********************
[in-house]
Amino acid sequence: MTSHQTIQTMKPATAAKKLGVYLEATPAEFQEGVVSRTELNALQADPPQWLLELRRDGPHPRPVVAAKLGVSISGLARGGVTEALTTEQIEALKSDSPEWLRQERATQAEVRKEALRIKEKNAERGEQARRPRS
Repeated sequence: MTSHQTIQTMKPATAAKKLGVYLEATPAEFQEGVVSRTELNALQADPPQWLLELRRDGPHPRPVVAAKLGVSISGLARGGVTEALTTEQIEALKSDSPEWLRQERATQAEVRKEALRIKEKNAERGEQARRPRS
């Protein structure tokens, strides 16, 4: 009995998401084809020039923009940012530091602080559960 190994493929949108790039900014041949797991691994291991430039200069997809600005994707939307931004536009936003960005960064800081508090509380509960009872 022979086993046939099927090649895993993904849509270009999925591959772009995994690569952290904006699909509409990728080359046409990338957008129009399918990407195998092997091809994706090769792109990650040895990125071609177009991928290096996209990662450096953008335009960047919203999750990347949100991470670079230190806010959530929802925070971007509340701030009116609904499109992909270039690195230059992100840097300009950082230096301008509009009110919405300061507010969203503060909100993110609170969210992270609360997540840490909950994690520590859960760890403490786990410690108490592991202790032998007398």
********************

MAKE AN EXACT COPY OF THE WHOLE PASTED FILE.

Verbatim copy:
[in-house]
Amino acid sequence: MTSHQTIQTMKPATAAKKLGVYLEATPAEFQEGVVSRTELNALQADPPQWLLELRRDGPHPRPVVAAKLGVSISGLARGGVTEALTTEQIEALKSDSPEWLRQERATQAEVRKEALRIKEKNAERGEQARRPRS
Repeated sequence: MTSHQTIQTMKPATAAKKLGVYLEATPAEFQEGVVSRTELNALQADPPQWLLELRRDGPHPRPVVAAKLGVSISGLARGGVTEALTTEQIEALKSDSPEWLRQERATQAEVRKEALRIKEKNAERGEQARRPRS
């Protein structure tokens, strides 16, 4: 009995998401084809020039923009940012530091602080559960 190994493929949108790039900014041949797991691994291991430039200069997809600005994707939307931004536009936003960005960064800081508090509380509960009872 022979086993046939099927090649895993993904849509270009999925591959772009995994690569952290904006699909509409990728080359046409990338957008129009399918990407195998092997091809994706090769792109990650040895990125071609177009991928290096996209990662450096953008335009960047919203999750990347949100991470670079230190806010959530929802925070971007509340701030009116609904499109992909270039690195230059992100840097300009950082230096301008509009009110919405300061507010969203503060909100993110609170969210992270609360997540840490909950994690520590859960760890403490786990410690108490592991202790032998007398």